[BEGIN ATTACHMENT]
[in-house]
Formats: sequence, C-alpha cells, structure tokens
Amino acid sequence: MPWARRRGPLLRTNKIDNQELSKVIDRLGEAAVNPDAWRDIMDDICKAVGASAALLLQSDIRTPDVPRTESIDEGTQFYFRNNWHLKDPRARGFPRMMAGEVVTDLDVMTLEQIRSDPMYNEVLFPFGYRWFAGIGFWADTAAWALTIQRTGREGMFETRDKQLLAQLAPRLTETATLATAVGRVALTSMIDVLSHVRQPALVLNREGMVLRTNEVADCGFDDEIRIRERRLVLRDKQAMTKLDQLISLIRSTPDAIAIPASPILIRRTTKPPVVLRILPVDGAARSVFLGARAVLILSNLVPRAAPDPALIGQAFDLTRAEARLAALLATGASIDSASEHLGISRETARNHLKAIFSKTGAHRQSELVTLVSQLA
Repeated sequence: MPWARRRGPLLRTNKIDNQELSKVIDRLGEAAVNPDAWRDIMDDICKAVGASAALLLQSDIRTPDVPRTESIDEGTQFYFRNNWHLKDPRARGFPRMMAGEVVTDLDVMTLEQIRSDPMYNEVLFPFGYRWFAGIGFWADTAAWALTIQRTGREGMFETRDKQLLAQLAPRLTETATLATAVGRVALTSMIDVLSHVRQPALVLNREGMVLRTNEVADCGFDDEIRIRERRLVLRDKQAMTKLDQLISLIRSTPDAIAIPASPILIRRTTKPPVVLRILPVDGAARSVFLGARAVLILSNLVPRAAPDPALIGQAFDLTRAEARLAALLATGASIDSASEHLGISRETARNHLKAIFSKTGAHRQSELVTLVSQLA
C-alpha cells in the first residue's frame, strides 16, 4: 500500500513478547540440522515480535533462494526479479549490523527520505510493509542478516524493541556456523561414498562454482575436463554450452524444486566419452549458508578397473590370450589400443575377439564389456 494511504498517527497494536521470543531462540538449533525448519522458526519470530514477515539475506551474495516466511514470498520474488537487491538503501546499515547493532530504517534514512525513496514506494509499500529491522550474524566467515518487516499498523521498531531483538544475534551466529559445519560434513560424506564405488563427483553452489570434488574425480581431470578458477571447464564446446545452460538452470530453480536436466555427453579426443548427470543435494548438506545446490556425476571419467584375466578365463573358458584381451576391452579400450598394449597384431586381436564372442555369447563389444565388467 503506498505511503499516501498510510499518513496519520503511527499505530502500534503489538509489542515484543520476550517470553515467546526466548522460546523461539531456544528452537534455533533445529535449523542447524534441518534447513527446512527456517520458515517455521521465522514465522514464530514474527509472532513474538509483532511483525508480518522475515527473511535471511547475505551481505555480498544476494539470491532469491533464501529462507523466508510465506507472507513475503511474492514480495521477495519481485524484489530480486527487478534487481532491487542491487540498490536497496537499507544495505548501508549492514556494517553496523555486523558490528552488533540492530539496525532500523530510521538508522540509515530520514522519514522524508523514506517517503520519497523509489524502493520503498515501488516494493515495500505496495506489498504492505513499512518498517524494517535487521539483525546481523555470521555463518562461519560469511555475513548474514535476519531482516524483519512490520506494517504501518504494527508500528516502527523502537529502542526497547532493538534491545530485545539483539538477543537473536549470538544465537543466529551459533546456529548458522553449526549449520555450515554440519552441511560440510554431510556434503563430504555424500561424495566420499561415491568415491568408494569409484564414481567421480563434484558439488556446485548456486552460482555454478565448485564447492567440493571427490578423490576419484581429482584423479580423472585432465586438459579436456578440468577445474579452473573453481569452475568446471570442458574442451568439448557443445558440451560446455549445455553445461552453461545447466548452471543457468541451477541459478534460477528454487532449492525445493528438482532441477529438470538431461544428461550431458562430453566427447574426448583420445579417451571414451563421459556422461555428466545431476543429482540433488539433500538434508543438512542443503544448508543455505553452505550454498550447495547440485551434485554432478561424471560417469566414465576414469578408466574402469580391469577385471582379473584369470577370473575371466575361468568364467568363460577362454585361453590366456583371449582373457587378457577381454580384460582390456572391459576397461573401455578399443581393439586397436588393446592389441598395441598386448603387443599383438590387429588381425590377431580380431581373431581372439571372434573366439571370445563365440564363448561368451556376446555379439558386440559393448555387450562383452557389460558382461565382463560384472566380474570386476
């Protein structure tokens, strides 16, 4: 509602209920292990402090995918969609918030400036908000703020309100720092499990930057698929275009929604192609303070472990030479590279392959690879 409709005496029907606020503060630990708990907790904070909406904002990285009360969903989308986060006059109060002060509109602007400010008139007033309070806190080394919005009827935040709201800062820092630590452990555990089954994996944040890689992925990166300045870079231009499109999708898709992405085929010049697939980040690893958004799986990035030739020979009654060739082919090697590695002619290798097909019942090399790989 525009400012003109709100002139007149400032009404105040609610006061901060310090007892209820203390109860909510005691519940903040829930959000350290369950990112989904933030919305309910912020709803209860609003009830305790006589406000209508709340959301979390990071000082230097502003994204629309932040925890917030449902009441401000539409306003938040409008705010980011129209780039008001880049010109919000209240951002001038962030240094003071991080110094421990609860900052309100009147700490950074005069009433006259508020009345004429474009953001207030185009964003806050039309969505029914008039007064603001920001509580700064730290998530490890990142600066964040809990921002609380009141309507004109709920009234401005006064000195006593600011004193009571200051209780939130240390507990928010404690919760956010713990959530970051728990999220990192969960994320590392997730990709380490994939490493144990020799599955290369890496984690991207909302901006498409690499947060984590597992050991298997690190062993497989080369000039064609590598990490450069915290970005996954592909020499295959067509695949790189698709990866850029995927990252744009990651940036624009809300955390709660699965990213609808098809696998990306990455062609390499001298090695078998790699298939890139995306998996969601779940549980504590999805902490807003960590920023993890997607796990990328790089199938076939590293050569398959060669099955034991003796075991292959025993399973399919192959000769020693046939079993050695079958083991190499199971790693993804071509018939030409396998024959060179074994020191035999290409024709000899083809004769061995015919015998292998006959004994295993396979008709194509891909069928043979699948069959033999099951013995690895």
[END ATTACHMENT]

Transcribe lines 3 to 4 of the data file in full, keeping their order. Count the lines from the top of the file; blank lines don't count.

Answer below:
Amino acid sequence: MPWARRRGPLLRTNKIDNQELSKVIDRLGEAAVNPDAWRDIMDDICKAVGASAALLLQSDIRTPDVPRTESIDEGTQFYFRNNWHLKDPRARGFPRMMAGEVVTDLDVMTLEQIRSDPMYNEVLFPFGYRWFAGIGFWADTAAWALTIQRTGREGMFETRDKQLLAQLAPRLTETATLATAVGRVALTSMIDVLSHVRQPALVLNREGMVLRTNEVADCGFDDEIRIRERRLVLRDKQAMTKLDQLISLIRSTPDAIAIPASPILIRRTTKPPVVLRILPVDGAARSVFLGARAVLILSNLVPRAAPDPALIGQAFDLTRAEARLAALLATGASIDSASEHLGISRETARNHLKAIFSKTGAHRQSELVTLVSQLA
Repeated sequence: MPWARRRGPLLRTNKIDNQELSKVIDRLGEAAVNPDAWRDIMDDICKAVGASAALLLQSDIRTPDVPRTESIDEGTQFYFRNNWHLKDPRARGFPRMMAGEVVTDLDVMTLEQIRSDPMYNEVLFPFGYRWFAGIGFWADTAAWALTIQRTGREGMFETRDKQLLAQLAPRLTETATLATAVGRVALTSMIDVLSHVRQPALVLNREGMVLRTNEVADCGFDDEIRIRERRLVLRDKQAMTKLDQLISLIRSTPDAIAIPASPILIRRTTKPPVVLRILPVDGAARSVFLGARAVLILSNLVPRAAPDPALIGQAFDLTRAEARLAALLATGASIDSASEHLGISRETARNHLKAIFSKTGAHRQSELVTLVSQLA